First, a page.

Nokia Picks Visual Radio Partner

Remember we reported on Visual Radio? Nokia have just chosen Hewlett-Packard as a technology partner to help get the service into the market. They intend to develop Visual Radio further, with the aim of making it available to other handset manufacturers through HP.

Felice Swapp, director of strategic initiatives for HP said “As you drive to this ‘digital lifestyle’ where it’s fundamentally mobile and digital and virtual, and content becomes much more meaningful, how do you have business models in that world?”

Their answer is to employ HP to sell Visual Radio to phone makers and radio stations, providing installation and support.

Research from Nokia indicates that phone owners with FM receivers in their handsets only listen to radio once a week – but the company is hoping that their new service will encourage users to take more interest in radio and use Visual Radio to buy ringtones and other music-related content.

Forbes on the announcement

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Fraser Lovatt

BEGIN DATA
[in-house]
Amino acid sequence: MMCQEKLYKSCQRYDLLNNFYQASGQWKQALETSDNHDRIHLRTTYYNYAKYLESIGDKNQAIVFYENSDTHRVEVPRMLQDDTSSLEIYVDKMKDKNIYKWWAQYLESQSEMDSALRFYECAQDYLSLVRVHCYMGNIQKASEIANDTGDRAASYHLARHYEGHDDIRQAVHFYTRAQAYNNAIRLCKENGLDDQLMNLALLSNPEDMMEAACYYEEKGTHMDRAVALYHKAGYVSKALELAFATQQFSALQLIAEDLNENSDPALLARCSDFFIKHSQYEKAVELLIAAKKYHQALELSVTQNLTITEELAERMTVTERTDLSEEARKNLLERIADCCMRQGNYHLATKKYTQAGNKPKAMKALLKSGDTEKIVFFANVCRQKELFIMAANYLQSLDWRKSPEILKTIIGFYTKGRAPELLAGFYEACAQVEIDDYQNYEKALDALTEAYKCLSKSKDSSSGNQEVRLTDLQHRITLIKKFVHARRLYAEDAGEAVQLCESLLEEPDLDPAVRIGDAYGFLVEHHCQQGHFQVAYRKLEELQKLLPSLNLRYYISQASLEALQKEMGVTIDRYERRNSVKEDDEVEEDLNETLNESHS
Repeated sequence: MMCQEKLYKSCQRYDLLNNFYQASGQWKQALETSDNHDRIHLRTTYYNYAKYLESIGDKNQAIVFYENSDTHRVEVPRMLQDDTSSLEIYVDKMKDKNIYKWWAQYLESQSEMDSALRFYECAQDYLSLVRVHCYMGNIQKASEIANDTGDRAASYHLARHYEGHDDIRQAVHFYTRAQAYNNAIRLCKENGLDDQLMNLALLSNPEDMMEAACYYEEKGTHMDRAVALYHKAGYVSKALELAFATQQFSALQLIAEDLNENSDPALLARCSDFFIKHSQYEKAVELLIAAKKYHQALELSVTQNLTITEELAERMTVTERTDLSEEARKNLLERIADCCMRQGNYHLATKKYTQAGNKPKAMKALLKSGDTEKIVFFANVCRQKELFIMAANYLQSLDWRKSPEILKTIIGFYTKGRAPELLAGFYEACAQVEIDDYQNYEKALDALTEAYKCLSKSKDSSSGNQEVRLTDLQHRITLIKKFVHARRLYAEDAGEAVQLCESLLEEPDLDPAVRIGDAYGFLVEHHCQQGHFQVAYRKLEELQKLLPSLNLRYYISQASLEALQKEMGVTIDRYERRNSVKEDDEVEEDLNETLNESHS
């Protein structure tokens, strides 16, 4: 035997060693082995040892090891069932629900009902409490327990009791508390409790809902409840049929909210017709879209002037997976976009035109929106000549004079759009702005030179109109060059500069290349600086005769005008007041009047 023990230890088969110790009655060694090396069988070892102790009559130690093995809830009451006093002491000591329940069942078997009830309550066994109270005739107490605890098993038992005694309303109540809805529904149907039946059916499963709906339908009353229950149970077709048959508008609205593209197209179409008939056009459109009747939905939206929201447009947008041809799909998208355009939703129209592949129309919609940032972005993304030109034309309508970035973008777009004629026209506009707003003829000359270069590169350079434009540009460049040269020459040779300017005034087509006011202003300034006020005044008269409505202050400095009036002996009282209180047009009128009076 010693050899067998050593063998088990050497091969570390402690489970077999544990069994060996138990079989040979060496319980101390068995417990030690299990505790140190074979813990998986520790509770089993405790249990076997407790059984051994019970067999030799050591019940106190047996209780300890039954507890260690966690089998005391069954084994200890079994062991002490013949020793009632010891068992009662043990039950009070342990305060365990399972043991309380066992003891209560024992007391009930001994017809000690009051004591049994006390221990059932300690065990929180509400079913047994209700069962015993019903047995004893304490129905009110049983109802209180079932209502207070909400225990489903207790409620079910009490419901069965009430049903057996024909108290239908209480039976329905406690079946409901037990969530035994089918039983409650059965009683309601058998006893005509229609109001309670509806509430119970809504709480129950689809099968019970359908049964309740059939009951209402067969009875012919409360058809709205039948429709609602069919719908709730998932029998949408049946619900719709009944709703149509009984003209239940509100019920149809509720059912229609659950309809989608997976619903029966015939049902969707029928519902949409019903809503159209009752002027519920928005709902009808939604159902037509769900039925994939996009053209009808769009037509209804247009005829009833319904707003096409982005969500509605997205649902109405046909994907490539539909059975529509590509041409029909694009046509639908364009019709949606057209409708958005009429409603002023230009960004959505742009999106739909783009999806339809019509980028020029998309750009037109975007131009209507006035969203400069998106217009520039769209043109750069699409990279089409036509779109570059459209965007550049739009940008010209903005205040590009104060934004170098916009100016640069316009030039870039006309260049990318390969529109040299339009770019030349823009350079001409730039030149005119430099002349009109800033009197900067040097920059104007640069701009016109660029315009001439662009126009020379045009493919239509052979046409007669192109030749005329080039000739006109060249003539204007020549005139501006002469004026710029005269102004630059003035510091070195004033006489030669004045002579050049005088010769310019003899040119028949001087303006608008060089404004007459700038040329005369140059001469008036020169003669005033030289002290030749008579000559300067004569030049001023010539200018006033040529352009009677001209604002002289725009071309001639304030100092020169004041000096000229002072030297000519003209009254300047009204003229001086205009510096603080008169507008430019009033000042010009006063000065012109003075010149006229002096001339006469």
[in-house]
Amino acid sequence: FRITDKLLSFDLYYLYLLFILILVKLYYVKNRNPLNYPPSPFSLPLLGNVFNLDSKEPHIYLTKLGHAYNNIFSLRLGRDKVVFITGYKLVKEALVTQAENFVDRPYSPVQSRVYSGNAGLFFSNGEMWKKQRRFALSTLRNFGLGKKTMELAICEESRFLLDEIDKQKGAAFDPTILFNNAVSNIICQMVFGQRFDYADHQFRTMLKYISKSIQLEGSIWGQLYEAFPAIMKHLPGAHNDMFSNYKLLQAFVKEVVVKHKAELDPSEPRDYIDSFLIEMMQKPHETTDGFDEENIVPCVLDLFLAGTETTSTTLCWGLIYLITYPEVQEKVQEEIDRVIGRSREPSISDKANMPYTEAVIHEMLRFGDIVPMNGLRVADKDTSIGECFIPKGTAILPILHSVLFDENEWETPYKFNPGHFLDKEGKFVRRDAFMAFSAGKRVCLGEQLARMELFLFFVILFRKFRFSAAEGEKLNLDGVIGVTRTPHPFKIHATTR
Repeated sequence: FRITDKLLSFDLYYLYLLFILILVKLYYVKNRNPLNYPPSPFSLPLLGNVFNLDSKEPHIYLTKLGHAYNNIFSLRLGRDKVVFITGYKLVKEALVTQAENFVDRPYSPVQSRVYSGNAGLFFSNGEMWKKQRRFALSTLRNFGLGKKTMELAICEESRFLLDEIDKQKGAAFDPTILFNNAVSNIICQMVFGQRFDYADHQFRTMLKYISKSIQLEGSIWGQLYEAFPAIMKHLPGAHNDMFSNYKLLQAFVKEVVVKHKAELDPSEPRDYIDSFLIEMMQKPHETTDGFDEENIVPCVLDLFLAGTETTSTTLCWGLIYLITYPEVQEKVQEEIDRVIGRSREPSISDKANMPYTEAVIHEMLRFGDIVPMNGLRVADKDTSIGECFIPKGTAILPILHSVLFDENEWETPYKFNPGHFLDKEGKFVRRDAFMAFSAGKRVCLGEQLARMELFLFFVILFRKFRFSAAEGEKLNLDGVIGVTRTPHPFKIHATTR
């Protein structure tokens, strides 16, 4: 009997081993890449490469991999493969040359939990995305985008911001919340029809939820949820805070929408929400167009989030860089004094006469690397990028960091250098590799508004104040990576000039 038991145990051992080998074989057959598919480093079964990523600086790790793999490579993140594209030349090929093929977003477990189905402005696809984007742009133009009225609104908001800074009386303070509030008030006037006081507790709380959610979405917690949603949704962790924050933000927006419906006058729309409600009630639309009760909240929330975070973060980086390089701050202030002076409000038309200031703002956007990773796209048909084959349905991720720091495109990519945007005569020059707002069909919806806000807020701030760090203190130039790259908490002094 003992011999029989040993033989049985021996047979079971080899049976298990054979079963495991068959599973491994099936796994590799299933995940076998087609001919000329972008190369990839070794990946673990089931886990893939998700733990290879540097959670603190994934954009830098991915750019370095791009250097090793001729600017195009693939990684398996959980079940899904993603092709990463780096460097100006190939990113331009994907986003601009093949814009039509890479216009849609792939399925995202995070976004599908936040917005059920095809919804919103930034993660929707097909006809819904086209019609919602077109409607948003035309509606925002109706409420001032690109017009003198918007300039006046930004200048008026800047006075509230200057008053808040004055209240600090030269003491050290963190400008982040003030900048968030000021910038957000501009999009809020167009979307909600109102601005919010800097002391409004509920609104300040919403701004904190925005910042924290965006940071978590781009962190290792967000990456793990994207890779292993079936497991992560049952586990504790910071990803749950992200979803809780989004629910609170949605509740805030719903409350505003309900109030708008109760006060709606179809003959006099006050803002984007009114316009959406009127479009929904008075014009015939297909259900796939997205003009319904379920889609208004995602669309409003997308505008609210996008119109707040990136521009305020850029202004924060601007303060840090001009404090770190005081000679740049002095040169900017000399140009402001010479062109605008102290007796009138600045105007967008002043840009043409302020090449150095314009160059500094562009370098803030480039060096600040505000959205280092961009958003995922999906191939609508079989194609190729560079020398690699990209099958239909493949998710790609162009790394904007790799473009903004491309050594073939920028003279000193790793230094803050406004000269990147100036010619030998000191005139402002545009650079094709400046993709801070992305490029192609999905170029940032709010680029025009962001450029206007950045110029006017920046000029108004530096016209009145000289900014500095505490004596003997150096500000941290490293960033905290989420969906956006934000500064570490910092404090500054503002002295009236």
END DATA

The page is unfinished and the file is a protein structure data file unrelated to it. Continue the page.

Fraser Lovatt has spent the last fifteen years working in publishing, TV and the Internet in various capacities, and believes that they will be seperate platforms for at least a while yet. His main interests at the moment are exploring where Linux is taking home entertainment and how technology is conferring technical skills on more and more people. Fraser Lovatt was born in the same year that 2001: A Space Odyssey was delighting and confusing people in the cinemas, and developed a lifelong love of technology as soon as he realised that things could be taken apart, sometimes put back together again, but mostly left in bits or made into something the original designer hadn't quite planned upon. At school he was definitely in the ZX Spectrum/Magpie/BMX camp, rather than the BBC Micro/Blue Peter/well-behaved group. This is all deeply ironic as he later went on to spend nine years working at the BBC. After a few years of working as a bookseller in Scotland, ("Back when it was actually a skilled profession" he'll tell anyone still listening), he moved to England for reasons he can't quite explain adequately to himself. After a couple of publishing jobs punctuated by sporadic bursts of travelling and photography came the aforementioned nine years at the BBC where he specialised in internet technologies and video. These days his primary interests are Java, Linux, videogames and pies - and if they're not candidates for convergence, then what is?